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An Angler Does Not Forget . . . 

“The angler forgets most of the fish he catches, but he does not forget the streams and lakes in which they are caught.” Charles K. Fox

“I used to like fishing because I thought it had some larger significance. Now I like fishing because it’s the one thing I can think of that probably doesn’t.” John Gierach

“No life is so happy and so pleasant as the life of the well-govern’d angler.” Izaak Walton

Why We Fish --- Reel Wisdom from Real Fishermen

“There is only one theory about angling in which I have perfect confidence, and this is that the two words, least appropriate to any statement, about it, are the words “always” and “never.” Lord Edward Grey

“Most of the world is covered by water. A fisherman’s job is simple: Pick out the best parts.” Charles Waterman



Halibut Fishery Casualty of Catch Shares

One of the reasons that I founded this website back in 2011 was to warn against Big Government attempts to restrict/prohibit recreational fishing. The National Ocean Council, which will “zone” uses of oceans, coastal waters, and, eventually inland, is one of the cornerstones. The other is Catch Shares, which privatizes a public resource, limiting participation.

To learn more just do a search for those topics on this site and you will learn plenty.

I haven’t written about either for awhile. But Brian Bondioli recently penned a great letter in response to this article.  Thanks to the Florida Guides Association for alerting me to this.

Here’s the letter:

The privatization of the public resources through catch shares is a bad deal for everybody and everything. Here in AK, catch shares have resulted in hostility, animosity, and violence in our communities. Furthermore, and most importantly, catch shares have NOT resulted in a healthy sustainable halibut resource. They have allowed the commercial fishing fleet to absolutely destroy what was the last great fishery in the US.

The political energy of the Commercially dominated (98% comfish/2% rec) NPFMC and IPHC has been entirely focused on creating a financial investment market for the sole benefit of the longline fleet (and commercial fishing interests) and the detriment of the Alaskan communities, charter fishing businesses, and, most significantly, the halibut resource.

As the "regulators" have spent all of their energy eliminating nearly 50% of the charter fleet and soon 50% of the recreational angling opportunities, they have spent Zero effort to manage commercial fishing practices, resulting in a fisheries induced evolution toward exponentially fewer and smaller halibut.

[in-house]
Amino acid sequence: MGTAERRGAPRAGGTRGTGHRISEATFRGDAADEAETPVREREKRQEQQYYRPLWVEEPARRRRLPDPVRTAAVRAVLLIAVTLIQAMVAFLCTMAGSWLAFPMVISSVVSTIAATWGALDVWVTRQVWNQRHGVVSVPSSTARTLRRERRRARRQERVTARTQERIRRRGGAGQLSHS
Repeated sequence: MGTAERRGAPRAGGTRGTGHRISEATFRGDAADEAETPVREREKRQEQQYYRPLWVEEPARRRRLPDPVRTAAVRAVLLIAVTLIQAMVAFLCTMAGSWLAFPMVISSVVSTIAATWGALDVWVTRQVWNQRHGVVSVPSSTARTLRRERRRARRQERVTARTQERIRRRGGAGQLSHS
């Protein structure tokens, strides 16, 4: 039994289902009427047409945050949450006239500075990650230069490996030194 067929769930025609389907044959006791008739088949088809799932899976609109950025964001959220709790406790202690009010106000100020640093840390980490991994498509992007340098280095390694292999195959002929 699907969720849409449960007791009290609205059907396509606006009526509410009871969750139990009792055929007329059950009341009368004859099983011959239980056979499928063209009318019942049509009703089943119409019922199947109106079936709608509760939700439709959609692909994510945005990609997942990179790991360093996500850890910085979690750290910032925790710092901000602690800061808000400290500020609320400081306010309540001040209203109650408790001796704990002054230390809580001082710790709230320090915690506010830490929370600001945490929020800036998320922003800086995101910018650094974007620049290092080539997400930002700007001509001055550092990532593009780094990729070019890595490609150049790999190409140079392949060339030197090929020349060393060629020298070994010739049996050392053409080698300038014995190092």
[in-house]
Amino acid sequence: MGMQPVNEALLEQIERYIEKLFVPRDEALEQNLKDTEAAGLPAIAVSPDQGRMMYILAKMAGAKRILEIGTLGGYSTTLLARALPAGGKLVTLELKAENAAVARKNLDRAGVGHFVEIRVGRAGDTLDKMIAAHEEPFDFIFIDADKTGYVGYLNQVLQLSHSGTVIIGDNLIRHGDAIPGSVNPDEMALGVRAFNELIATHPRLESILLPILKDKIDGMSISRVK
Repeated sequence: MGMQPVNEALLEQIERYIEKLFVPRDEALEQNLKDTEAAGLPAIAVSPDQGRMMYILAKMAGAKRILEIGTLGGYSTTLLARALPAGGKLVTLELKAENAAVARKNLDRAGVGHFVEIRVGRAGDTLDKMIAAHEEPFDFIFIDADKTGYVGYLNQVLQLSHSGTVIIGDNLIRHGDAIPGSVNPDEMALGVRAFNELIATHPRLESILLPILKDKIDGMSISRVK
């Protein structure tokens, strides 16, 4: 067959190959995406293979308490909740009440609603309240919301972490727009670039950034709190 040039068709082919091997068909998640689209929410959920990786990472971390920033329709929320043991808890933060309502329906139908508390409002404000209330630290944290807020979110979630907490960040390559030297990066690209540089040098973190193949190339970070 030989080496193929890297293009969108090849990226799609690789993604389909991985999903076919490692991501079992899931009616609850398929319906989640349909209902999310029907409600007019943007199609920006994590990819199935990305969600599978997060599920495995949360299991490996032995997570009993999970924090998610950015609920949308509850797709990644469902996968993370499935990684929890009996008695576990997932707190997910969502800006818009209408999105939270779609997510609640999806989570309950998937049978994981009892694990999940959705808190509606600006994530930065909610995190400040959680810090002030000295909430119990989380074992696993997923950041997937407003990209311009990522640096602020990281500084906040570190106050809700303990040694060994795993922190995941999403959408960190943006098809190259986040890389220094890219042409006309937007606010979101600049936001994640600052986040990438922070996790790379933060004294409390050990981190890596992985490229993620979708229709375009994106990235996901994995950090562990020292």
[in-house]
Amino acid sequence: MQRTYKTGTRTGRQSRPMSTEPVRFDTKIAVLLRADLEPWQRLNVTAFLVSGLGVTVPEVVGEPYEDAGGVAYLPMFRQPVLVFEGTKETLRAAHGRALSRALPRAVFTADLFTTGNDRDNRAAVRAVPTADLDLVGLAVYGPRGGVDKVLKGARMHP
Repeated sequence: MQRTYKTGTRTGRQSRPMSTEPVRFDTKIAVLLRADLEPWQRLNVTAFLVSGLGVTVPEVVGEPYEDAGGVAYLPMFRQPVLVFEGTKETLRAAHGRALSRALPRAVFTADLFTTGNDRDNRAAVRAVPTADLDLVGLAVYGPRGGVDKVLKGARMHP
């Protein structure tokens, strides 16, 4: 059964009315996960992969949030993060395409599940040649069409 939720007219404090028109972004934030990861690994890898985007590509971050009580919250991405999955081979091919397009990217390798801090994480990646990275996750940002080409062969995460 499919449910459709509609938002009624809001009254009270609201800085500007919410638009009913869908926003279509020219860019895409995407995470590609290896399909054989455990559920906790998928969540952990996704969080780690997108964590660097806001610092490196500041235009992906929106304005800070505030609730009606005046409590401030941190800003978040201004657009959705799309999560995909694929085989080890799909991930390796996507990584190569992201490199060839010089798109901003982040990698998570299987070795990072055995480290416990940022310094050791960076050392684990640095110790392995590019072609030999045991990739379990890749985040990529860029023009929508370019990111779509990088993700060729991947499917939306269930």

As the "regulators" have spent all of this time manipulating "the process" under the guise of conservation, those same "regulators" and their cronies have been day trading halibut quota and making millions of dollars.

Interestingly, the same Linda Behnken mentioned in the article (when chair of the NPFMC) spearheaded the implementation of commercial quota shares in Alaska. She also submitted the first (and most of the subsequent) proposals/s to implement charter IFQs. She is/has been the president of ALFA (Alaska Fishermen’s Longline Association) as well as an advocate/employee/"unofficial lobbyist" for the MAJOR corporations in Seattle and Portland that own the majority of halibut quota shares in Alaska.

"We shouldn't be issuing control of our fisheries and access to our fisheries away from communities and to multinational corporations. It's a no-brainer," says Linda Behnken, the vice chair of the Alaska Sustainable Fisheries Trust, which works to strengthen fishing communities.

The real irony is that Linda Behnken has been the driving force behind "issuing control of our fisheries and access to our fisheries away from communities". She and her cronies have worked very hard to make sure that they have complete control over who can and cannot purchase quota share opportunities in Alaska.

The new Alaskan Catch Sharing Plan is designed around a program to reallocate recreational angling opportunities to force an artificial marketplace in which recreational anglers must pay longliners to harvest halibut. However, they only want to allow the new shift by their own rules.

For example, they have made sure to stress that those purchase/lease opportunities may only be done on a small scale to ensure that bequests or investments by wealthy recreational interests cannot get "an upper hand" to ensure the future of recreational angling for halibut in Alaska. It's OK for commercial fishermen to make millions day trading quota. It's OK for major corporations in Seattle/Portland to control and own the majority of halibut quota. Everything is OK, as long as recreational anglers and charter businesses struggle to survive and have to pay the commercial fleet to "get by".

It's OK for Linda's employers and cronies to make hundreds of millions while decimating the halibut long as they are in control. There must have been a loophole somewhere that she didn't see coming.